Determinants of Accessibility of Hypertensive Drugs by Adult Patients Under Sustainable Development Goal Three in Nairobi City County, Kenya
Hypertension is noted to be the easiest non-communicable disease to diagnose treat and monitor if proper health systems are put in place to ensure hypertensive drugs are accessible to hypertensive patients who need them daily. It is estimated that prevalence rate of hypertension in Kenya range from 13 % to 50 % and only 1 in 5 of the diagnosed are on hypertensive medicines. Lack of medication intake leads to uncontrolled hypertension resulting to more serious health complications which result to premature deaths. Previous studies have provided little information on the determinants of hypertensive drugs accessibility to patients. An enquiry on the availability of hypertensive drugs in public hospitals is worthwhile because hypertension has become an important social problem. This study has investigated the determinants of accessibility of hypertensive drugs by adult patients who are supposed to have uninterrupted medication intake for a healthy living. The concept of essential drugs was adopted for this study. This concept of essential drugs contained essential medicines list (EML) and the eight elements of primary health care of 1978 with a goal to ensure equal access to medicines. Descriptive design has been adopted for the study. The targeted population of 6329 hypertensive patients in public health facilities within Nairobi County. Yamane formula was used to get the sample size, which will be a total of 394 patients. Systemic random sampling procedure was employed for the study. A questionnaire tool of data collection was used for data collection. The collected data was there after coded and analyzed using Statistical Package for Social Sciences (SPSS) both for descriptive statistics (frequencies and percentages) and inferential statistics (correlation analysis). Data is presented using pie charts tables and figures. The study revealed that accessibility of medication in Nairobi city county health facilities is contributed by lack of medication in the facilities.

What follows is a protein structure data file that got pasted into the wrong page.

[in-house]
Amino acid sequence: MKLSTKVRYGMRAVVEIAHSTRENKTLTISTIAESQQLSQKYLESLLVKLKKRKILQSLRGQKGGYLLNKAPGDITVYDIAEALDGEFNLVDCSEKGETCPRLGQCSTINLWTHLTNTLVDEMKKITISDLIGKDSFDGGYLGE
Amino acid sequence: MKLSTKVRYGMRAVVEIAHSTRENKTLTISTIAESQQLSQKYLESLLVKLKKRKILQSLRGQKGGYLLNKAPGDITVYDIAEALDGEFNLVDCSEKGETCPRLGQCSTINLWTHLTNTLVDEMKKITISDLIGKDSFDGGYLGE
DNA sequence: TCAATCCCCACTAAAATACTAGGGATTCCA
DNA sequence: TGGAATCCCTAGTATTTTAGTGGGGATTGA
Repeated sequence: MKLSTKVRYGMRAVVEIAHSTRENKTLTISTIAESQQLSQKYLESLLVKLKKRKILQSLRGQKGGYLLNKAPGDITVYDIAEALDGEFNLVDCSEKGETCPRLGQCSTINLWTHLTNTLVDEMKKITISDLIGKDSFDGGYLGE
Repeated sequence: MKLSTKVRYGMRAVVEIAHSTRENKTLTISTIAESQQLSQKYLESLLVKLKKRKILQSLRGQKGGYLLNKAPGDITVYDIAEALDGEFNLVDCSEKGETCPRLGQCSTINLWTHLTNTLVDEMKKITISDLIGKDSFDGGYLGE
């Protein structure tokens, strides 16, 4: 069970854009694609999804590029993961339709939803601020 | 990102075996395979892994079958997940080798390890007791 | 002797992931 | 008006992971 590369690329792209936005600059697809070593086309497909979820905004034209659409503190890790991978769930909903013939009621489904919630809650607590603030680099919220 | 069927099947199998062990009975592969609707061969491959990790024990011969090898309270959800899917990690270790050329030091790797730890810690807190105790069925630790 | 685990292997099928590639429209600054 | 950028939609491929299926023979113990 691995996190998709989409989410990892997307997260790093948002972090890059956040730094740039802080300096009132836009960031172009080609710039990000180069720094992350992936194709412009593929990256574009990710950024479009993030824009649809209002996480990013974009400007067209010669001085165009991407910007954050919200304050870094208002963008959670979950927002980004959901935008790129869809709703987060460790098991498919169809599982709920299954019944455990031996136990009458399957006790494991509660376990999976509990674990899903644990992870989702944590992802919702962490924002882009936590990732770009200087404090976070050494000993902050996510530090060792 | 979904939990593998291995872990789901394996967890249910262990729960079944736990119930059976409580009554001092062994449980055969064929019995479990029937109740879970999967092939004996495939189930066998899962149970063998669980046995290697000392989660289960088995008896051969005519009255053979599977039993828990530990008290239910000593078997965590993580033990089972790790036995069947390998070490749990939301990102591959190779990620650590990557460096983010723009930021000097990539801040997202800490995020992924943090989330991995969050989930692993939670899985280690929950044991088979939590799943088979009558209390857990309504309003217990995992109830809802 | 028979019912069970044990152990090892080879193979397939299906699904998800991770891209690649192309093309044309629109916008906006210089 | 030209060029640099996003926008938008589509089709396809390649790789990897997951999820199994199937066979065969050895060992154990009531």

Copyright (c) 2021 Dianah Kathambi Riungu, Patrick Mbataru
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